Robertson, Craig - 'Snapshot'
If you enjoyed RANDOM, Craig Robertson's first thriller, then SNAPSHOT, his second, is equally likely to blow you away. With just the right amount of "ick-factor" for those of us that like our books gruesome, SNAPSHOT keeps you wincing and guessing right to the end. Truly scrumptious!
A leading Glaswegian drugs baron has been shot in the head by a sniper. The head of the rival gang is then taken out in a similar fashion shortly afterwards. Panic ensues as the identity of the killer - labeled the Dark Angel by the press - remains unknown and the dead start to pile up. Police are baffled and seemingly incapable of keeping up with the numbers of shootings. Then the sniper starts shooting police.
Enter Tony Winter: a police photographer who tends to obsess over taking pictures of dead bodies. He takes more photos at crime scenes than maybe he should, earning the dislike of his colleagues and superiors in the process, but it is this attention to detail that enables him to see something that forensics have missed. Armed with his vital clue he sets off to find the answers himself, knowing full well that he really should leave it to the "boys, and girls, in blue".
The connection between SNAPSHOT and RANDOM is the very lovely DS Rachel Narey. After her earlier inability to stop The Cutter, she is determined to be on her mettle this time around. Unfortunately, and to her utter exasperation, she is taken off the Dark Angel case and given the lead in a prostitute killing that has paled into insignificance beside the media frenzy surrounding the shooting spree known as Operation Nightjar. She and her colleague Julia Corrieri set out to solve the seemingly impossible and come up with some firm leads amidst the litter-bins and squalor of Glasgow's back alleys, where the "ladies of the night" ply their trade.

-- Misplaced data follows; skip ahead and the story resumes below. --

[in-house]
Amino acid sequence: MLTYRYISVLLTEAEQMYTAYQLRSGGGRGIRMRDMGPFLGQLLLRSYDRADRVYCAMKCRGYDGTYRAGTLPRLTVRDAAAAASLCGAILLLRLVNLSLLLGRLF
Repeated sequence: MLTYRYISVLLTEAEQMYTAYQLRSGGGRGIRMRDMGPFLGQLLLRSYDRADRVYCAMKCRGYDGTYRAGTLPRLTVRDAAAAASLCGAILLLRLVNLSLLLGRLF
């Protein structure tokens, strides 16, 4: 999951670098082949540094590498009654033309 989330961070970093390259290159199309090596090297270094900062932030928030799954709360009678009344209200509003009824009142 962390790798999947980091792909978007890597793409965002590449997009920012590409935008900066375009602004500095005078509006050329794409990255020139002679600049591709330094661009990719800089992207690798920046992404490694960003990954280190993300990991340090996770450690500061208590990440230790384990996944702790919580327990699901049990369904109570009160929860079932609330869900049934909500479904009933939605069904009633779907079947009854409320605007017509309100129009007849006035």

Narey's and Winter's findings are most definitely not what you expect and will have you squirming uncomfortably in your seat. SNAPSHOT is a completely captivating read and may well keep you up late, as you won't be able to separate yourself from it until you are done. Very highly recommended.
Amanda C M Gillies, Scotland